Lately I've been using the Meta TR as a test bed for various suspension components, which has given me plenty of opportunities to appreciate the 8mm hardware that holds the rear shock on. Most riders won't spend as much time switching out shocks as I have, but it is nice to not need to worry about fiddling with tiny bolts that want to strip out if you look at them wrong. MSRP as shown:
$4,799 USDMore information: commencal.com
Shimano ME702 Shoes
I typically ride four or five days a week all year round, which means a comfortable, reliable pair of shoes is a must. I switch back and forth between clips and flats depending on what needs to be tested, but Shimano's ME702 shoes have become my go-to SPD-compatible option lately, replacing my trusty AM7's
after nearly 3 seasons of loyal service.
It's the overall fit that keeps me going back to Shimano's shoes, especially the fact that most of them have a fairly low sole height, which keeps my foot nice and close to the pedal. With the ME702's, the lace cover adds an extra layer of protection from the rain and puddles I'm constantly encountering, as does the neoprene ankle gaiter. The speed lace system and ratchet strap are easy to operate even with frozen, muddy fingers, and the deep lugs on the sole help keep me from falling flat on my face during tricky hike-a-bikes.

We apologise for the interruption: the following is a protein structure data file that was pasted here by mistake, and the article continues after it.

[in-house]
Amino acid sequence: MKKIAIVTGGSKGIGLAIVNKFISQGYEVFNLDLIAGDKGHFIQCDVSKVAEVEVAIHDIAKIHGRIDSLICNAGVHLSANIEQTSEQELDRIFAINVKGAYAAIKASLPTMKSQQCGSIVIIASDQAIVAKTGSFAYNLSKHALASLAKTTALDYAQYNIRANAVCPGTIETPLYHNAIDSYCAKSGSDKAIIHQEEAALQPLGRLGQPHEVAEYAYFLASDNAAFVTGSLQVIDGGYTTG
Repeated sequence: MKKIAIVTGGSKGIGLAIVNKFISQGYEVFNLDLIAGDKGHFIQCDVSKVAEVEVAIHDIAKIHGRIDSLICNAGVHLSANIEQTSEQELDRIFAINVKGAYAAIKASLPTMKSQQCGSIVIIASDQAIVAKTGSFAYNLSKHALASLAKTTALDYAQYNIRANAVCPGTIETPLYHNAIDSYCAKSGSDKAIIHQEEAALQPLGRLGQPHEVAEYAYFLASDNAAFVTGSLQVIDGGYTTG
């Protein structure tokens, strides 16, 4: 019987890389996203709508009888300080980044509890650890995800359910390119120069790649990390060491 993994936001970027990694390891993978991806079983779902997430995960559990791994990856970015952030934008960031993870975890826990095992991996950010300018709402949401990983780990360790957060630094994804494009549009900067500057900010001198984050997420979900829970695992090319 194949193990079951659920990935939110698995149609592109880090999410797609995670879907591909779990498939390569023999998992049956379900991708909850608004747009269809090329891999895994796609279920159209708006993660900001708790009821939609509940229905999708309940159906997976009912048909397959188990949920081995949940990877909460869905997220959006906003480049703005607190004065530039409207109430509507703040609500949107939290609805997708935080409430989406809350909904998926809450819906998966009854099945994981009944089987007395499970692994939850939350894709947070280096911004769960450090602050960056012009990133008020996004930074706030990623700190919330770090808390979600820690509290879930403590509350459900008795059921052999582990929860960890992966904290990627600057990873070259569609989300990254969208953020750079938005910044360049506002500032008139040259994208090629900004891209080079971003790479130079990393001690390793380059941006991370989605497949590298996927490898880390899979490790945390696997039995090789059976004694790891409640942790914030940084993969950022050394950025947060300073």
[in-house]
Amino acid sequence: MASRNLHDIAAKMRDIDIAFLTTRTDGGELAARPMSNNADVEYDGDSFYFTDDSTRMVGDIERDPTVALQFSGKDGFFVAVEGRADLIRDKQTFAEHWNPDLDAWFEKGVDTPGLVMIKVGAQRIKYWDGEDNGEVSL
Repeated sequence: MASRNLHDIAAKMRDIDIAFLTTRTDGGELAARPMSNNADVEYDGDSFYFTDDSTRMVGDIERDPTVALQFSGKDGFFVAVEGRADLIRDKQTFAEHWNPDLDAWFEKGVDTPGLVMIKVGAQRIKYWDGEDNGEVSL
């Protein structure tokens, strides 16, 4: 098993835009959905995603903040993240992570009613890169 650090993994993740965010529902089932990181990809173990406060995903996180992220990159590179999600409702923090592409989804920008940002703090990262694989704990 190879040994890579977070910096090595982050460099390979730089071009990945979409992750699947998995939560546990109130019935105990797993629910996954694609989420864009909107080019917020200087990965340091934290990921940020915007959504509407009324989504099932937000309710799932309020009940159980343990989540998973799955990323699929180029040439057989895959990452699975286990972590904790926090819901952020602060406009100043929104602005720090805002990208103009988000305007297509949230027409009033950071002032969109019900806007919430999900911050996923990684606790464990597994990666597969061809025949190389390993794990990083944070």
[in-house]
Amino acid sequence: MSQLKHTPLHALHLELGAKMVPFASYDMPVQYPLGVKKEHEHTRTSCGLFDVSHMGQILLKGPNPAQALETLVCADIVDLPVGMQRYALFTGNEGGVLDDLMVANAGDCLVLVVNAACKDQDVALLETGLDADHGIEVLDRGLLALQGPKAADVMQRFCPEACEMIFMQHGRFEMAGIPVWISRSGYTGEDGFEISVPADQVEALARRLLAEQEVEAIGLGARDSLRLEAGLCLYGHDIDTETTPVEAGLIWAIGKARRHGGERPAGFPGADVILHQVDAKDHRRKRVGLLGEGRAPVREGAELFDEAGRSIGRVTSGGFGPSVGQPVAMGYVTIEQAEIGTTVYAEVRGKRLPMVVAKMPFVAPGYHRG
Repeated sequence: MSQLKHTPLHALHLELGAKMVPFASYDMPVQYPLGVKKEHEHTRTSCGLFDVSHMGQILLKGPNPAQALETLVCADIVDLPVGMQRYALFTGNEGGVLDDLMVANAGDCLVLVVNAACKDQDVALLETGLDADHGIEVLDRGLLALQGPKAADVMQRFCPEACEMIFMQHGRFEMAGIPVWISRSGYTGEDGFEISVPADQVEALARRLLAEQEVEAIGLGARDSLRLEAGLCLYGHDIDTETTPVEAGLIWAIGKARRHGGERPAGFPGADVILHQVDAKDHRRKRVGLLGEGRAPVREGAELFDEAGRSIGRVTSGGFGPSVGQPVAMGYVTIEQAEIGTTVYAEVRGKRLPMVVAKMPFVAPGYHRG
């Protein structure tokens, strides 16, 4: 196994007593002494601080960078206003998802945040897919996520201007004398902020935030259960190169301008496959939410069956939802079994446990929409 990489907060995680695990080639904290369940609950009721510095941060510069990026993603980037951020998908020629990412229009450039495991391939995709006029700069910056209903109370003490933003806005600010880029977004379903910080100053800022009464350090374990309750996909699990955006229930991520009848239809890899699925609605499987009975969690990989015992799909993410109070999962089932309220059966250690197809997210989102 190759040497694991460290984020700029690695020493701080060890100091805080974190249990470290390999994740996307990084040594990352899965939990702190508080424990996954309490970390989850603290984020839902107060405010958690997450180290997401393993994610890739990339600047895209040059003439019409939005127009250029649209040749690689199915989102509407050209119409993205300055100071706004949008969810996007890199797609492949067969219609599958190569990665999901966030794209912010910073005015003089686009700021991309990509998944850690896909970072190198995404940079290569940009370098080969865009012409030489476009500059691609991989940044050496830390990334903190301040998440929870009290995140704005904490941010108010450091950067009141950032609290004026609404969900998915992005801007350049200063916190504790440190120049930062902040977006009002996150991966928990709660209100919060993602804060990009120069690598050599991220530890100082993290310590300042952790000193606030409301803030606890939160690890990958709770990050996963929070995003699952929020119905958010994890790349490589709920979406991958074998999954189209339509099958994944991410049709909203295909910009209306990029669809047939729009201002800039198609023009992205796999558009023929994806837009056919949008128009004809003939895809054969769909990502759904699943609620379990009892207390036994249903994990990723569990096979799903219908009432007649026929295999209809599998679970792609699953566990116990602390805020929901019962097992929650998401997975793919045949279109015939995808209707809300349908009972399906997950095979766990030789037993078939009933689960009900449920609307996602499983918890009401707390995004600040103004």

Looks are at the bottom of my priority list when it comes to mountain biking shoes – give me a good fit and function over anything else – but it's hard to go wrong with all black, and I'm a fan of semi-futuristic aesthetic of these shoes.Price:
$200 USDMore information: bike.shimano.com
EXT Era Fork
Okay, so the EXT Era fork might be something of an outlier on this list of practical, fairly reasonably priced items, but I enjoyed its performance so much that I simply couldn't leave it out. It felt better out of the box than any fork I've been on in recent memory, with an impossibly supple initial stroke and plenty of mid-stroke support to keep it from diving too deep into its travel. I'm always on the hunt for products that provide an advantage in wet, slippery conditions, and the Era fits the bill perfectly.